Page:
As Tom puts it, “You need to train the AI system so it can protect you.”

That’s why studying to be a cybersecurity professional is a smart career move.

However, you’ll want to find a program that understands the importance of AI in cybersecurity and equips you to handle it properly. Get a master’s degree in Enterprise Security from OPIT, and that’s exactly what you’ll get.

Join the Bigger Fight

When it comes to cybersecurity, transparency is key. If organizations fail to report cybersecurity incidents promptly and accurately, they not only jeopardize their own security but also that of other organizations and individuals. Transparency builds trust and allows for collaboration in addressing cybersecurity threats collectively.

So, our experts urge you to engage in information sharing and collaborative efforts with other organizations, industry groups, and governmental bodies to stay ahead of threats.

How Has AI Impacted Data Protection and Privacy?

Among the challenges presented by AI, one stands out the most – the potential impact on data privacy and protection. Why? Because there’s a growing fear that personal data might be used to train large AI models.

That’s why European policymakers sprang into action and introduced the Artificial Intelligence Act in March 2024.

This regulation, implemented by the European Parliament, aims to protect fundamental rights, democracy, the rule of law, and environmental sustainability from high-risk AI. The act is akin to the well-known General Data Protection Regulation (GDPR) passed in 2016 but exclusively targets the use of AI. The good news for those fearful of AI’s potential negative impact is that every requirement imposed by this act is backed up with heavy penalties.

But how can organizations ensure customers, clients, and partners that their data is fully protected?

According to our experts, the answer is simple – transparency, transparency, and some more transparency!

Any employed AI system must be designed in a way that doesn’t jeopardize anyone’s privacy and freedom. However, it’s not enough to just design the system in such a way. You must also ensure all the stakeholders understand this design and the system’s operation. This includes providing clear information about the data being collected, how it’s being used, and the measures in place to protect it.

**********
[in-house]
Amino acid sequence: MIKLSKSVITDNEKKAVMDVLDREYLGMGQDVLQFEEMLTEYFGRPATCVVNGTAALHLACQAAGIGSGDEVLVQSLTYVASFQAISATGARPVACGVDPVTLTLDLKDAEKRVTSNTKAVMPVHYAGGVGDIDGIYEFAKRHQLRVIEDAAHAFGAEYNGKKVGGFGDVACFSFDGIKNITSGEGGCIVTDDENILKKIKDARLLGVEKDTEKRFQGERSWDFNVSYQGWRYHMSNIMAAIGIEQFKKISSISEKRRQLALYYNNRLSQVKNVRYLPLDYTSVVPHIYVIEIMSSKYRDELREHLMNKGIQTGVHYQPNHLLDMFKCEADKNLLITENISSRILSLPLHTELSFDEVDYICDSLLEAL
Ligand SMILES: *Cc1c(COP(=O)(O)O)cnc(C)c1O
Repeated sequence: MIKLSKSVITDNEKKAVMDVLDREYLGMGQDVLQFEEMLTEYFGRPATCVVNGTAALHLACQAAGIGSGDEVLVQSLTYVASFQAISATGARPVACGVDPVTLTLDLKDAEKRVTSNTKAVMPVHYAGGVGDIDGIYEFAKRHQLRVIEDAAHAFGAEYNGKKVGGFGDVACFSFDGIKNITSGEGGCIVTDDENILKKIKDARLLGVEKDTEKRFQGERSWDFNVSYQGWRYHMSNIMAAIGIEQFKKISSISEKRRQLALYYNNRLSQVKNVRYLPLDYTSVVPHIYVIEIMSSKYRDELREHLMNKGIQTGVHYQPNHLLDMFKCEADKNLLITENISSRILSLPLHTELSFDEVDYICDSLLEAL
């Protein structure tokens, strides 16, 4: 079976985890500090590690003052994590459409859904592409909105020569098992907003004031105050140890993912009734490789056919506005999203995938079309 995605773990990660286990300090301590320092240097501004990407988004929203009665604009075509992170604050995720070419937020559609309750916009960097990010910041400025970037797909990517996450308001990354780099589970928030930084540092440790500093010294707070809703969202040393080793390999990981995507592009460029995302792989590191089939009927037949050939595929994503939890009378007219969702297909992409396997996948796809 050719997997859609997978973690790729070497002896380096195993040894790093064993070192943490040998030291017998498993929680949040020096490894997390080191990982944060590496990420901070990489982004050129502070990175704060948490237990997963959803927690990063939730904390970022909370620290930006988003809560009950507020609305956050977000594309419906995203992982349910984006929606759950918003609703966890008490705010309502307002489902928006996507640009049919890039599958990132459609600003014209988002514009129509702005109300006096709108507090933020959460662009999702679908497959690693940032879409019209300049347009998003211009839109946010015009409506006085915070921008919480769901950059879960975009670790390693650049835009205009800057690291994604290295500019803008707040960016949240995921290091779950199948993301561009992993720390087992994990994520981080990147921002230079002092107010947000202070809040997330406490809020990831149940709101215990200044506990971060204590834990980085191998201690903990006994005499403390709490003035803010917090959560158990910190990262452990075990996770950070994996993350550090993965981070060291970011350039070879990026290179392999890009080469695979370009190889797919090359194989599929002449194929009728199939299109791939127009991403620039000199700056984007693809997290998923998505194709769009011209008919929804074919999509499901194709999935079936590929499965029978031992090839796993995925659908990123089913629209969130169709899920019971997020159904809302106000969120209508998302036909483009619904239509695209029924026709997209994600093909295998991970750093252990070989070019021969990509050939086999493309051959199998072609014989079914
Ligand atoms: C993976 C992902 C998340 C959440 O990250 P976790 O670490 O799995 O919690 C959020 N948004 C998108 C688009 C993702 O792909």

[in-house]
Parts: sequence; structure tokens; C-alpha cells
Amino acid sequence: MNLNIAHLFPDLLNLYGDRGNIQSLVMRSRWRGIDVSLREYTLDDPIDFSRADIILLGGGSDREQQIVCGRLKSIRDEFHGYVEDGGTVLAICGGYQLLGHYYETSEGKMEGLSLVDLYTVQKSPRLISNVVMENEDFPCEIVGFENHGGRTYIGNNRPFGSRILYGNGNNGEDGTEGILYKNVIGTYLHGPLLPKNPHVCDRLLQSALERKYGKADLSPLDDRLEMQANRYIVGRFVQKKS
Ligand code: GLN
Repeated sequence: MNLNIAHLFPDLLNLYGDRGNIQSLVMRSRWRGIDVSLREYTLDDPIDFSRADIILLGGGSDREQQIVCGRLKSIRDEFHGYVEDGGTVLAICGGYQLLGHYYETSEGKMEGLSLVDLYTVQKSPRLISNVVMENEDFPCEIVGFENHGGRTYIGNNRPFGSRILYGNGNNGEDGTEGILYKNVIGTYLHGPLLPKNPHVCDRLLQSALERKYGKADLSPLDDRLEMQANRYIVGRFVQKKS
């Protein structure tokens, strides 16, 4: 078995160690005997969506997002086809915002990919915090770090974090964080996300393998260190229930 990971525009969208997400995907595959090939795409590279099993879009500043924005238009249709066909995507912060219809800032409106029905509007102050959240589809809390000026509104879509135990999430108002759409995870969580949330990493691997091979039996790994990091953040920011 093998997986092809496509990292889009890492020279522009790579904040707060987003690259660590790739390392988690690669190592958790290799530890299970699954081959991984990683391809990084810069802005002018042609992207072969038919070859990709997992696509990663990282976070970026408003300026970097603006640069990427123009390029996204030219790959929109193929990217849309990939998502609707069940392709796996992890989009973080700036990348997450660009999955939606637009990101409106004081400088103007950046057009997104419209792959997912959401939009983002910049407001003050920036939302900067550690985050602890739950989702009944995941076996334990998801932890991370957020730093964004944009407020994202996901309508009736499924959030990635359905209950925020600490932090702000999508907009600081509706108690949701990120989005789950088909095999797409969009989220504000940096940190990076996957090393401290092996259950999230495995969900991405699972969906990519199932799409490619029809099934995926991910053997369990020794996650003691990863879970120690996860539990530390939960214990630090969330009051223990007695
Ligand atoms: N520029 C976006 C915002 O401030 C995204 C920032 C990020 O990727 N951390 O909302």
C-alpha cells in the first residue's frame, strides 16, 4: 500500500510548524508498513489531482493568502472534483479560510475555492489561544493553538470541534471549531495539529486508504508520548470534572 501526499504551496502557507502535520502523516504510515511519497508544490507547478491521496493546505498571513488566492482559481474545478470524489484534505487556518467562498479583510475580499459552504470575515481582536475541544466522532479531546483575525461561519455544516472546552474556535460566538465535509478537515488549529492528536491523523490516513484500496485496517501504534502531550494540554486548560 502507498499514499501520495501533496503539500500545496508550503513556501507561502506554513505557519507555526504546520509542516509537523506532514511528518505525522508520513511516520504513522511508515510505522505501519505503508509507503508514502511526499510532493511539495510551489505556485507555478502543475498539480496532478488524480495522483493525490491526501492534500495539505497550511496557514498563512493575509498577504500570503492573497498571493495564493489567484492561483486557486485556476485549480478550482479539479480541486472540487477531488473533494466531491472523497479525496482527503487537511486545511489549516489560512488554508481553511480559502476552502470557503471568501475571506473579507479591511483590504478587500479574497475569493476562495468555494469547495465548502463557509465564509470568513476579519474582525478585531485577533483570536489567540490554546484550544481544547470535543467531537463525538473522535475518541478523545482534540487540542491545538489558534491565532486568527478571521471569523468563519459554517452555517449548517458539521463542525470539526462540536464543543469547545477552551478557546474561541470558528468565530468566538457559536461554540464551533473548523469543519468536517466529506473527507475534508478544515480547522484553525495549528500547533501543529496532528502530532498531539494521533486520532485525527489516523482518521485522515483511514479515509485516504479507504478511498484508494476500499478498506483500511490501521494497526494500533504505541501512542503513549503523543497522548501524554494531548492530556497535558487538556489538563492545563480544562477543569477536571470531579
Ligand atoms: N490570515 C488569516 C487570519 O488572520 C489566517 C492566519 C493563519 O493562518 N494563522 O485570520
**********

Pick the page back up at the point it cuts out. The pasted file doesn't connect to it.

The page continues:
Beyond their immediate group of stakeholders, organizations also must ensure that their data isn’t manipulated or used against people. Tom gives an example of what must be avoided at all costs. Let’s say a client applies for a loan in a financial institution. Under no circumstances should that institution use AI to track the client’s personal data and use it against them, resulting in a loan ban. This hypothetical scenario is a clear violation of privacy and trust.

And according to Tom, “privacy is more important than ever.” The same goes for internal ethical standards organizations must develop.

Keeping Up With Cybersecurity

Like most revolutions, AI has come in fast and left many people (and organizations) scrambling to keep up. However, those who recognize that AI isn’t going anywhere have taken steps to embrace it and fully benefit from it. They see AI for what it truly is – a fundamental shift in how we approach technology and cybersecurity.

Those individuals have also chosen to advance their knowledge in the field by completing highly specialized and comprehensive programs like OPIT’s Enterprise Cybersecurity Master’s program. Coincidentally, this is also the program where you get to hear more valuable insights from Tom Vazdar, as he has essentially developed this course.